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Palestine Will Reel From Economic Peril Due To Boycott: Economist

KUCHING: The current boycott stance by Malaysians and other global citizens to spurn American brands such as McDonald’s, Burger King, and Starbucks, as well as other brands like Nestle’s Milo and Nescafe, which are deemed to be products exported from pro-Israel countries, will certainly exact economic repercussions on such brands.

Institut Masa Depan Malaysia senior fellow Datuk Dr Madeline Berma said boycotting could lead to job losses, especially for Malaysian employees who do not influence a brand’s actions.

However, there is a misconception among consumers who are participating in this call to boycott these popular brands in light of the current Israeli-Hamas conflict in the Middle East, according to a renowned local economist.

Speaking to The Exchange Asia, Dato Dr Madeline Berma said, “Consumers boycotting these brands are not aware that while their action will cause a deficit and hurt the brands that are being given the snub, it will be Palestine as a nation, and Palestinians as a people, who will bear the heavy brunt of this boycott action, more than Israel itself.”

The Senior Fellow of Institut Masa Depan Malaysia, quoting a 2015 report by the global policy think tank Rand Corporation, said: “Boycott, divestment, and sanctions (BDS) and other related financial and trade sanctions against Israel, had resulted in a cumulative reduction of around US$15 billion in Israel’s gross domestic product (GDP) over 10 years.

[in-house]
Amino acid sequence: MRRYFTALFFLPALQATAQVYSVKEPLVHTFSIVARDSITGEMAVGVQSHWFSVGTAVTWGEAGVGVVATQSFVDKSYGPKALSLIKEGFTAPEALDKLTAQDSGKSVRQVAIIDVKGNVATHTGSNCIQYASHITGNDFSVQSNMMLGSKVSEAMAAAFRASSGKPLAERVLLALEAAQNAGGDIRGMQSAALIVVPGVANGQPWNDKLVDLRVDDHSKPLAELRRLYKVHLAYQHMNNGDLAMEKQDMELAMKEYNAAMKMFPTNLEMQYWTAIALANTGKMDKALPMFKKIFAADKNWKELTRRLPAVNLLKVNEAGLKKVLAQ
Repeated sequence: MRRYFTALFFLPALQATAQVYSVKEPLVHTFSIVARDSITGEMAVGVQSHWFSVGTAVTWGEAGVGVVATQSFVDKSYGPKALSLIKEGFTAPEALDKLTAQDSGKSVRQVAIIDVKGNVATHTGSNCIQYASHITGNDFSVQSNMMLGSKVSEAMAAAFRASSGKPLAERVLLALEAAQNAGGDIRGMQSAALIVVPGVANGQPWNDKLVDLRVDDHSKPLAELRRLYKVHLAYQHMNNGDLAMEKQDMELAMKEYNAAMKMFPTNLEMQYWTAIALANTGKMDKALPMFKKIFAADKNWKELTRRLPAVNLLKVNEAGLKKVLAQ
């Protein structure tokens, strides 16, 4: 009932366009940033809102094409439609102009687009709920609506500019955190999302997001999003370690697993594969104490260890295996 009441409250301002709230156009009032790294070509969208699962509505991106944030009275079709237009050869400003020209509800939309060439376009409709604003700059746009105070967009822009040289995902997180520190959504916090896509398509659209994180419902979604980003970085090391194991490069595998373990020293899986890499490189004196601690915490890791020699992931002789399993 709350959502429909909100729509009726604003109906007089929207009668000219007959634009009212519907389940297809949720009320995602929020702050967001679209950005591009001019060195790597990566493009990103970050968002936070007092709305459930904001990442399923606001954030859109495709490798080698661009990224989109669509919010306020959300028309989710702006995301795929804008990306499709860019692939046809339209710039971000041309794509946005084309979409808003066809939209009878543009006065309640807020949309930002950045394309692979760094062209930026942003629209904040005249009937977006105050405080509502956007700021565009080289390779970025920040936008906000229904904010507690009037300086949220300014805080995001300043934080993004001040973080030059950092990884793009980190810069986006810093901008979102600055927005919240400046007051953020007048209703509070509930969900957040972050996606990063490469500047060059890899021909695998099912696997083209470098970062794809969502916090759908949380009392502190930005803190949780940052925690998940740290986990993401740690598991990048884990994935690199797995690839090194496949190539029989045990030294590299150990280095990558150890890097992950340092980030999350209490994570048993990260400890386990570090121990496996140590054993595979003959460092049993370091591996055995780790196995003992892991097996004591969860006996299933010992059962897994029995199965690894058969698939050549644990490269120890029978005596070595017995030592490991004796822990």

“This represents about three per cent of Israel’s annual GDP, over US$500 billion. It was further reported that in Palestine, the BDS led to increased trade and transaction costs and a reduction in Palestinians working in Israel.

“This, in turn, caused a US$2.4 billion decrease in Palestine’s GDP, with a per capita GDP decrease of 12 per cent, which is 3.5 times greater than the decrease experienced by Israel. The BDS has reduced economic opportunities in Palestine and inflicted more harm on the Palestinians than serve a good cause to the politically- and economically-challenged nation,” she added.

Madeline said that at the policy level, boycotts can result in economic pressure on the targeted companies, driving them to formulate a policy commitment and modify practices in response to such coercion.

According to her, boycotts can also impact on brand image.

“Brands rely heavily on their image and reputation. Customers’ anger and hatred towards the brand create a lot of negative publicity against the targeted companies. They cause the most damage to relationships between customers and companies, weakening brand strength and impacting profits,” she said.

On the continued corporate performance of a company whose products were given the cold shoulder by consumers, she said: “For targeted companies like Mcdonald’s and Starbucks,  such boycotts can have detrimental effects on corporate performance, particularly in terms of sales, brand image, reputation, and stakeholder relationships.”

Madeline pointed out that boycotts can lead to a noticeable drop in a brand’s revenue, making it a direct and impactful way to hold companies accountable for their beliefs, political stance, and subsequent actions.

She said that during a boycott, a country can suffer economic losses.

“Boycotting can lead to job losses, especially for Malaysian employees who do not influence a brand’s actions.

Malaysians can boycott to their ‘own disadvantage’ since such companies provide employment and are the largest tax-contributing sector to the national economy.

She added, “These multinational chains also buy local, and therefore, local industries will also be affected by such boycott actions.”

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